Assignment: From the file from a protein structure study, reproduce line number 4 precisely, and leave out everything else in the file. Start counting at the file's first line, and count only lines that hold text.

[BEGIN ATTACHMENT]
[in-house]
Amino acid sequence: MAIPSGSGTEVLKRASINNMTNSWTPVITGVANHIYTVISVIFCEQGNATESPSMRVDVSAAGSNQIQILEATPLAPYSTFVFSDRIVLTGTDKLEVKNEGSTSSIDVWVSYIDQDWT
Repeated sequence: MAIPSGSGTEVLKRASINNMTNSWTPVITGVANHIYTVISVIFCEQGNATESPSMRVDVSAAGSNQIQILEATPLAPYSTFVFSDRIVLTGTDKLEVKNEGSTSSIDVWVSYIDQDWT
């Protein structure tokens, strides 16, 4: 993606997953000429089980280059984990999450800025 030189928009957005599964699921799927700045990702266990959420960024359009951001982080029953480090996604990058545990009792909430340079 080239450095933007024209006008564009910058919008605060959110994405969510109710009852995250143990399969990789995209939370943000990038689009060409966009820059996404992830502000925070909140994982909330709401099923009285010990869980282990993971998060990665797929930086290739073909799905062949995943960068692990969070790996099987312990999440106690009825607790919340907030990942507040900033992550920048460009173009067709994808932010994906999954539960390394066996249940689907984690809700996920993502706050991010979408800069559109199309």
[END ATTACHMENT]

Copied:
């Protein structure tokens, strides 16, 4: 993606997953000429089980280059984990999450800025 030189928009957005599964699921799927700045990702266990959420960024359009951001982080029953480090996604990058545990009792909430340079 080239450095933007024209006008564009910058919008605060959110994405969510109710009852995250143990399969990789995209939370943000990038689009060409966009820059996404992830502000925070909140994982909330709401099923009285010990869980282990993971998060990665797929930086290739073909799905062949995943960068692990969070790996099987312990999440106690009825607790919340907030990942507040900033992550920048460009173009067709994808932010994906999954539960390394066996249940689907984690809700996920993502706050991010979408800069559109199309």